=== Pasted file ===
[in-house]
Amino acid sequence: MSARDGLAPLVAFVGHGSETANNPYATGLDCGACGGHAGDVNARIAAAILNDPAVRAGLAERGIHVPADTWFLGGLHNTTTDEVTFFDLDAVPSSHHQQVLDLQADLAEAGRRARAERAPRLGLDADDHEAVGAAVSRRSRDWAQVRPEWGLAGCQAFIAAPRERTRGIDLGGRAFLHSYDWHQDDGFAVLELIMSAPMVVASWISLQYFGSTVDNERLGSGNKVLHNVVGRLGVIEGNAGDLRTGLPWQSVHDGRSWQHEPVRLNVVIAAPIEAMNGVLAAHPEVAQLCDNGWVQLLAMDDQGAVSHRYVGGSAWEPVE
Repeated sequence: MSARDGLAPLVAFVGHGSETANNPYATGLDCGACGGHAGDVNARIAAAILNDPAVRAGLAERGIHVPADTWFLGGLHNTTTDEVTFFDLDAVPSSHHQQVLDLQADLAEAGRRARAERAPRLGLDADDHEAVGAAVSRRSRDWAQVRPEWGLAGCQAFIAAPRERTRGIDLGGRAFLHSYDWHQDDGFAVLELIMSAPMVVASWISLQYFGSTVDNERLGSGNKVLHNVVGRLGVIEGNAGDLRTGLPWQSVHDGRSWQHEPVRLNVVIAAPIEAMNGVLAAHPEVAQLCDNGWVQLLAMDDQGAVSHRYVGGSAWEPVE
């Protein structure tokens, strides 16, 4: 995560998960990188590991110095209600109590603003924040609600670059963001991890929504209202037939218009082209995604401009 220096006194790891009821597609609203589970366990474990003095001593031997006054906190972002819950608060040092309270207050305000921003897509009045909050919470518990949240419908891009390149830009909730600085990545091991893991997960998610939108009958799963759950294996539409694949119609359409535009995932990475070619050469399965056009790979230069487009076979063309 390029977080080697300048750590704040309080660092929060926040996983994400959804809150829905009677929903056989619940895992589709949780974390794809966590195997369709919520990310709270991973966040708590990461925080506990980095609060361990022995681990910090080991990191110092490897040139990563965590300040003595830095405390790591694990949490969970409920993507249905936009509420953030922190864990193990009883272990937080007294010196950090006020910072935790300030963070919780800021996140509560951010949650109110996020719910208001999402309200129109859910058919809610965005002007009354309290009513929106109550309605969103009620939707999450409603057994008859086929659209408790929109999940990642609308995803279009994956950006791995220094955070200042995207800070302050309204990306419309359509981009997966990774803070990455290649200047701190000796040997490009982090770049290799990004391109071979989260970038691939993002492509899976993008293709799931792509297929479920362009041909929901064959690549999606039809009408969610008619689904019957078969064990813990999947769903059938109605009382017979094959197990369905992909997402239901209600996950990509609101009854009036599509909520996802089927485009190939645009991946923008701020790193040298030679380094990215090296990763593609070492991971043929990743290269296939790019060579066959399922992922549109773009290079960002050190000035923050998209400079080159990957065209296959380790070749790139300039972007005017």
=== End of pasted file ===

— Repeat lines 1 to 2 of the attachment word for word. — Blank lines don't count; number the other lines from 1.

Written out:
[in-house]
Amino acid sequence: MSARDGLAPLVAFVGHGSETANNPYATGLDCGACGGHAGDVNARIAAAILNDPAVRAGLAERGIHVPADTWFLGGLHNTTTDEVTFFDLDAVPSSHHQQVLDLQADLAEAGRRARAERAPRLGLDADDHEAVGAAVSRRSRDWAQVRPEWGLAGCQAFIAAPRERTRGIDLGGRAFLHSYDWHQDDGFAVLELIMSAPMVVASWISLQYFGSTVDNERLGSGNKVLHNVVGRLGVIEGNAGDLRTGLPWQSVHDGRSWQHEPVRLNVVIAAPIEAMNGVLAAHPEVAQLCDNGWVQLLAMDDQGAVSHRYVGGSAWEPVE